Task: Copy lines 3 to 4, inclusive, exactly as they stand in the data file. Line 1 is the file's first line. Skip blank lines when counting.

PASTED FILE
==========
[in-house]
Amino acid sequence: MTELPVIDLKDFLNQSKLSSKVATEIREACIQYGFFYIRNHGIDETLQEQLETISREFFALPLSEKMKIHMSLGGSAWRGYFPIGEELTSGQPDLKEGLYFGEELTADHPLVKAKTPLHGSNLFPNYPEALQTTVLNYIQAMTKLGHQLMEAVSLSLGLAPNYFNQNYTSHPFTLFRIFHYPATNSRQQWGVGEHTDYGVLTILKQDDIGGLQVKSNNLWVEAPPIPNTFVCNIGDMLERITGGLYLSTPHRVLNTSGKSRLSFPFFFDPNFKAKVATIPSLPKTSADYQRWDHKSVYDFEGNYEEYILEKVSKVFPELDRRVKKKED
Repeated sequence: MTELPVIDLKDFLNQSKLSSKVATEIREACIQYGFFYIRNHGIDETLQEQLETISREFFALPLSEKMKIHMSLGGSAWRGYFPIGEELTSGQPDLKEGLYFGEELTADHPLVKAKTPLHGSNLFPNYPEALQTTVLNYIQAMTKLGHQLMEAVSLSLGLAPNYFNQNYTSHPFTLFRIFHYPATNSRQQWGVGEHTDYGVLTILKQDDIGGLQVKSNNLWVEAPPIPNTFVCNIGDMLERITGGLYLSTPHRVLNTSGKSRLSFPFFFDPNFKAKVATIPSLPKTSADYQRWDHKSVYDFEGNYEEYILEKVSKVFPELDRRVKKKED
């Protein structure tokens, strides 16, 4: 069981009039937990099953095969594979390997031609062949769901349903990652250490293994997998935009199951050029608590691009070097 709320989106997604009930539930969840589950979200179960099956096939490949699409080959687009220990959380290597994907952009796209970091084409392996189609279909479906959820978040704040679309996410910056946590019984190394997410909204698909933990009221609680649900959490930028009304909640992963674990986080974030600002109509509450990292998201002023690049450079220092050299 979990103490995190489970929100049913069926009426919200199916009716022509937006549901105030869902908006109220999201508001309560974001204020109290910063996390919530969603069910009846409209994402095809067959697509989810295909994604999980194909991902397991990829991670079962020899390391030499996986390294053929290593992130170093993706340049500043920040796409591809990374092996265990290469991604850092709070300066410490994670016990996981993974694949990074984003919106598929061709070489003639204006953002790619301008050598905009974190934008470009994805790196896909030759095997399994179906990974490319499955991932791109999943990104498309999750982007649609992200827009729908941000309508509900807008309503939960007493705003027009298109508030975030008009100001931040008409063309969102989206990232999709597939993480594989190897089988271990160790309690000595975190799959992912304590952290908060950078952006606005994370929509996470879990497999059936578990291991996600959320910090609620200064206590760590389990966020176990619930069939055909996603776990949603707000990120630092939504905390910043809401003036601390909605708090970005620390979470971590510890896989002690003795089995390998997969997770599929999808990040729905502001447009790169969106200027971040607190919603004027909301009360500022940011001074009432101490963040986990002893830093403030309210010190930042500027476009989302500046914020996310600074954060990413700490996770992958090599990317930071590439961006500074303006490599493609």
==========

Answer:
Repeated sequence: MTELPVIDLKDFLNQSKLSSKVATEIREACIQYGFFYIRNHGIDETLQEQLETISREFFALPLSEKMKIHMSLGGSAWRGYFPIGEELTSGQPDLKEGLYFGEELTADHPLVKAKTPLHGSNLFPNYPEALQTTVLNYIQAMTKLGHQLMEAVSLSLGLAPNYFNQNYTSHPFTLFRIFHYPATNSRQQWGVGEHTDYGVLTILKQDDIGGLQVKSNNLWVEAPPIPNTFVCNIGDMLERITGGLYLSTPHRVLNTSGKSRLSFPFFFDPNFKAKVATIPSLPKTSADYQRWDHKSVYDFEGNYEEYILEKVSKVFPELDRRVKKKED
């Protein structure tokens, strides 16, 4: 069981009039937990099953095969594979390997031609062949769901349903990652250490293994997998935009199951050029608590691009070097 709320989106997604009930539930969840589950979200179960099956096939490949699409080959687009220990959380290597994907952009796209970091084409392996189609279909479906959820978040704040679309996410910056946590019984190394997410909204698909933990009221609680649900959490930028009304909640992963674990986080974030600002109509509450990292998201002023690049450079220092050299 979990103490995190489970929100049913069926009426919200199916009716022509937006549901105030869902908006109220999201508001309560974001204020109290910063996390919530969603069910009846409209994402095809067959697509989810295909994604999980194909991902397991990829991670079962020899390391030499996986390294053929290593992130170093993706340049500043920040796409591809990374092996265990290469991604850092709070300066410490994670016990996981993974694949990074984003919106598929061709070489003639204006953002790619301008050598905009974190934008470009994805790196896909030759095997399994179906990974490319499955991932791109999943990104498309999750982007649609992200827009729908941000309508509900807008309503939960007493705003027009298109508030975030008009100001931040008409063309969102989206990232999709597939993480594989190897089988271990160790309690000595975190799959992912304590952290908060950078952006606005994370929509996470879990497999059936578990291991996600959320910090609620200064206590760590389990966020176990619930069939055909996603776990949603707000990120630092939504905390910043809401003036601390909605708090970005620390979470971590510890896989002690003795089995390998997969997770599929999808990040729905502001447009790169969106200027971040607190919603004027909301009360500022940011001074009432101490963040986990002893830093403030309210010190930042500027476009989302500046914020996310600074954060990413700490996770992958090599990317930071590439961006500074303006490599493609």